The Early Music Show: Philip Pickett

in Daily Programme, Radio Riel Main, Zeeber Gold

by Elrik Merlin on Wednesday, 13 March, 2013

Today we are showcasing the work of Early Music virtuoso Philip Pickett, an English musician, recorder player and director of early music ensembles, notably The New London Consort. We’ll be playing a wide range of performances by him and his various ensembles, from mediaeval right up to the Baroque period.

Originally a trumpet player, Pickett met Antony Baines and David Munrow who encouraged him to try early woodwind instruments such as the recorder, shawm and rackett. He studied at the Guildhall School of Music and Drama in London.

In 1972 he became Professor of Recorder and Historical Performance, a post he held for 25 years. He has played for the Academy of St. Martin‐in‐the‐Fields, The English Concert, the English Chamber Orchestra, the London Mozart Players and many other orchestras.

Pickett introduced theatrical elements into his concerts, including foyer performances of juggling and fire‐eating. In 1976 he joined the Albion Band, a folk‐rock band led by Ashley Hutchings. In 1988 he released his only solo album to date, The Alchemist. It included a few of his own compositions in a mock‐medieval style.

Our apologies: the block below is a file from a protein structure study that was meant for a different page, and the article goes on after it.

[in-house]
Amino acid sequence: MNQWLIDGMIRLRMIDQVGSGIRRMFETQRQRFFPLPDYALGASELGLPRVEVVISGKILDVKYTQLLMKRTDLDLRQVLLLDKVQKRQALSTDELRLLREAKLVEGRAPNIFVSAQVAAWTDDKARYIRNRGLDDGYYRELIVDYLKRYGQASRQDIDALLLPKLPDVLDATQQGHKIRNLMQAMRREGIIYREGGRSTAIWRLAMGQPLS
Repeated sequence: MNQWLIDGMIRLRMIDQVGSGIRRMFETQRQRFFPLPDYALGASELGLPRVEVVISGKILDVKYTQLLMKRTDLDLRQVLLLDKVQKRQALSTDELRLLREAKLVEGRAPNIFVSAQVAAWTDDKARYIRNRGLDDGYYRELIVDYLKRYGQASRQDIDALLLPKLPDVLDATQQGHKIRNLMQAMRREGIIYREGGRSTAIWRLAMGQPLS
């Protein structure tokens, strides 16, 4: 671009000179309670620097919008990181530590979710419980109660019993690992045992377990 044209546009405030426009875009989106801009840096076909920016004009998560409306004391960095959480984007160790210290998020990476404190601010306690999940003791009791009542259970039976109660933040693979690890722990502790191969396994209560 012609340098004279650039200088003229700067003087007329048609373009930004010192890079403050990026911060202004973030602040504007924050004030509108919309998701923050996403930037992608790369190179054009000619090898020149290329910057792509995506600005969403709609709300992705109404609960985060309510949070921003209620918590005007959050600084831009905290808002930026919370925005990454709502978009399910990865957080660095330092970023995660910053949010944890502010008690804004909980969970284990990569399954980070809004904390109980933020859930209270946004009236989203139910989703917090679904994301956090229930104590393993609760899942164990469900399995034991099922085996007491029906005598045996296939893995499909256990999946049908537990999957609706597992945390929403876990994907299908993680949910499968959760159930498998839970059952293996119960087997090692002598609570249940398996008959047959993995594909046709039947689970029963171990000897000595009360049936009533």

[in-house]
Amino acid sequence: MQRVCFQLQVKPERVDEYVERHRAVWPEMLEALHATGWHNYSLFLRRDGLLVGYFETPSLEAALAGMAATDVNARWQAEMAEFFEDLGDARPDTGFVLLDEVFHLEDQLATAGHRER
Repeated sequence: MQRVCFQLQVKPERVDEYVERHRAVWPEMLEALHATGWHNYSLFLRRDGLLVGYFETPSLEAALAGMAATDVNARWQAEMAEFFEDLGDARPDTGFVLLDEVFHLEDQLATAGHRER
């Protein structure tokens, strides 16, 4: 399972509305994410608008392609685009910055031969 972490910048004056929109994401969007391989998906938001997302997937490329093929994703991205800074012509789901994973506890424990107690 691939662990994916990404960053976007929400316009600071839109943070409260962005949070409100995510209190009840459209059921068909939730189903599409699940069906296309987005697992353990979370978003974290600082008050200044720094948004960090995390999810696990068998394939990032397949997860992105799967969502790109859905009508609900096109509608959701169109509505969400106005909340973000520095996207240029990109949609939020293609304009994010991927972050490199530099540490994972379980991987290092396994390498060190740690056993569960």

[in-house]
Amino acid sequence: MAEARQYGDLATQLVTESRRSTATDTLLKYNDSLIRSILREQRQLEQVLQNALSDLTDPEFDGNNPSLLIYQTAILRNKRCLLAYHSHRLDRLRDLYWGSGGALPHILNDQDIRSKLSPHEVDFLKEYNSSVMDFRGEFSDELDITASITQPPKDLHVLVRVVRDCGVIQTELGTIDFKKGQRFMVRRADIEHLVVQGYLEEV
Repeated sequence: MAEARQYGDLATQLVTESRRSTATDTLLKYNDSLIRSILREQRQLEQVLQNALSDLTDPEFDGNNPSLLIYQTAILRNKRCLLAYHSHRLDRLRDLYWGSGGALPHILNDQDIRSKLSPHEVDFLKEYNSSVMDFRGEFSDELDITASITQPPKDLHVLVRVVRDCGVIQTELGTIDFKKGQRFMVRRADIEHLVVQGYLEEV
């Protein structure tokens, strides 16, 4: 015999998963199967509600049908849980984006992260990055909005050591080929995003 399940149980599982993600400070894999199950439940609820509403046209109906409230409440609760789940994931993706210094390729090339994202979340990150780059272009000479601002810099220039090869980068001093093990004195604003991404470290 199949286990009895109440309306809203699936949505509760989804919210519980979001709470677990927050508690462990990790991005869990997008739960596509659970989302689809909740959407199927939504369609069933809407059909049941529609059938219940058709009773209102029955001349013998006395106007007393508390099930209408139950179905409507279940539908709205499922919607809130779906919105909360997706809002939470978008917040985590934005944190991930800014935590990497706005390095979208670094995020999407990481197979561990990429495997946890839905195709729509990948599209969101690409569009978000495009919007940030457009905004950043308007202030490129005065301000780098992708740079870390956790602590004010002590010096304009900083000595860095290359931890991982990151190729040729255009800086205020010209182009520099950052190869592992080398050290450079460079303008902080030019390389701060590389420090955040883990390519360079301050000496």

In 1993 he became artistic director of the Purcell Room Early Music series. In the same year he was appointed director of Early Music at Shakespeare’s Globe Theatre. His ensemble, The Musicians of the Globe, specialises in English music from the 16th and 17th centuries.

In 1998, he released The Bones of All Men, a collaboration with Richard Thompson and members of Fairport Convention, in which he played early music tunes with a modern rock rhythm section and electric guitar.

Pickett leads The New London Consort simultaneously with the musicians of the Globe. This has a wider repertoire, covering English, Spanish, Italian and German medieval and Renaissance music. Much of the material is drawn from Philip’s original research in the libraries of Europe. From 1994 to 1997 he was founder and director of the Aldeburgh Early Music Festival.

Text adapted from Wikipedia

Zeeber Gold

Join us at 11am or 7pm Pacific Daylight Time (note that this corresponds to 18:00 and 02:00 GMT, an hour earlier than usual) for the latest in our series of classic interviews with the leading cultural figures of the 1960s and 1970s. Today we feature a 1967 interview with musician Donovan.

This was recorded in Donovan’s home in 1967. It’s not the sort of thing that dates because he’s talking about God and things like that. He sez he feels like a medium, he doesn’t create it… it just passes through. “It’s like having your fingers plugged into the sky.” A nice insight into a remarkable poet and all around nice guy.” 35 mins.

Today’s programme is presented by Elrik Merlin and produced by Radio Riel. You can listen to the programme in‐world now at, or simply click here to start your player, if your browser is configured to do so. Listeners in the United States are encouraged to tune in using this link:


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